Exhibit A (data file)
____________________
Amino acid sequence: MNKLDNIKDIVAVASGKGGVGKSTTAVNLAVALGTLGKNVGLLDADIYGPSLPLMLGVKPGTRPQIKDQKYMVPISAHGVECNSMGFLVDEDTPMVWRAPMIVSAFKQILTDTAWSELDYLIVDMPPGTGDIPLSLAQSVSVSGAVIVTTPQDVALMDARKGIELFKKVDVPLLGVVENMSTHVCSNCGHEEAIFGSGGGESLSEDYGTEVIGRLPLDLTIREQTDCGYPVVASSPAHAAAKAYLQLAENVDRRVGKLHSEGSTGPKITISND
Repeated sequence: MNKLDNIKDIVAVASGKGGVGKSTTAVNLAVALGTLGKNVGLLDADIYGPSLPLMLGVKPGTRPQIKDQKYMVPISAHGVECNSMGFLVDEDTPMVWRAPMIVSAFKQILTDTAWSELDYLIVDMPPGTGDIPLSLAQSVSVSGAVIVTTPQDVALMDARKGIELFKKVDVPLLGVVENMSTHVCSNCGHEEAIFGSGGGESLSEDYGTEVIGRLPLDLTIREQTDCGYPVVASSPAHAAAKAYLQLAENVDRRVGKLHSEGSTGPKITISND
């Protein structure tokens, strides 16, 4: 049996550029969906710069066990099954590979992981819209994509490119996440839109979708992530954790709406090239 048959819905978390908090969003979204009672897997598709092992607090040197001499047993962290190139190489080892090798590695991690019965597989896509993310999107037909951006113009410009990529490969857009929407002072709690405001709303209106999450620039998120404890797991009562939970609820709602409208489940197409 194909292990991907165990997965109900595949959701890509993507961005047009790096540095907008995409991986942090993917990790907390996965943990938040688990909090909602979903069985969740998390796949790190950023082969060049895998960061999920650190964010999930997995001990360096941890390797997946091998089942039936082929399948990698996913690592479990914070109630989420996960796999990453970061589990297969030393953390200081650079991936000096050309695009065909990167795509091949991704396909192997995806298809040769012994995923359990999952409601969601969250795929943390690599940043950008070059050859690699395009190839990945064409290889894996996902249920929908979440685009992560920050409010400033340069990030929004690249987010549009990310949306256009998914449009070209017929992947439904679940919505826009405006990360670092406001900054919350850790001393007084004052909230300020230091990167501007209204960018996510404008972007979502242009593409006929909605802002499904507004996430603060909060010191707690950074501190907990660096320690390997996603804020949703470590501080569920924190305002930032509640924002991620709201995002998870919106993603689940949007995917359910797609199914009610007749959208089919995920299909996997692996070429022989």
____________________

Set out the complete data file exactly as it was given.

Amino acid sequence: MNKLDNIKDIVAVASGKGGVGKSTTAVNLAVALGTLGKNVGLLDADIYGPSLPLMLGVKPGTRPQIKDQKYMVPISAHGVECNSMGFLVDEDTPMVWRAPMIVSAFKQILTDTAWSELDYLIVDMPPGTGDIPLSLAQSVSVSGAVIVTTPQDVALMDARKGIELFKKVDVPLLGVVENMSTHVCSNCGHEEAIFGSGGGESLSEDYGTEVIGRLPLDLTIREQTDCGYPVVASSPAHAAAKAYLQLAENVDRRVGKLHSEGSTGPKITISND
Repeated sequence: MNKLDNIKDIVAVASGKGGVGKSTTAVNLAVALGTLGKNVGLLDADIYGPSLPLMLGVKPGTRPQIKDQKYMVPISAHGVECNSMGFLVDEDTPMVWRAPMIVSAFKQILTDTAWSELDYLIVDMPPGTGDIPLSLAQSVSVSGAVIVTTPQDVALMDARKGIELFKKVDVPLLGVVENMSTHVCSNCGHEEAIFGSGGGESLSEDYGTEVIGRLPLDLTIREQTDCGYPVVASSPAHAAAKAYLQLAENVDRRVGKLHSEGSTGPKITISND
């Protein structure tokens, strides 16, 4: 049996550029969906710069066990099954590979992981819209994509490119996440839109979708992530954790709406090239 048959819905978390908090969003979204009672897997598709092992607090040197001499047993962290190139190489080892090798590695991690019965597989896509993310999107037909951006113009410009990529490969857009929407002072709690405001709303209106999450620039998120404890797991009562939970609820709602409208489940197409 194909292990991907165990997965109900595949959701890509993507961005047009790096540095907008995409991986942090993917990790907390996965943990938040688990909090909602979903069985969740998390796949790190950023082969060049895998960061999920650190964010999930997995001990360096941890390797997946091998089942039936082929399948990698996913690592479990914070109630989420996960796999990453970061589990297969030393953390200081650079991936000096050309695009065909990167795509091949991704396909192997995806298809040769012994995923359990999952409601969601969250795929943390690599940043950008070059050859690699395009190839990945064409290889894996996902249920929908979440685009992560920050409010400033340069990030929004690249987010549009990310949306256009998914449009070209017929992947439904679940919505826009405006990360670092406001900054919350850790001393007084004052909230300020230091990167501007209204960018996510404008972007979502242009593409006929909605802002499904507004996430603060909060010191707690950074501190907990660096320690390997996603804020949703470590501080569920924190305002930032509640924002991620709201995002998870919106993603689940949007995917359910797609199914009610007749959208089919995920299909996997692996070429022989």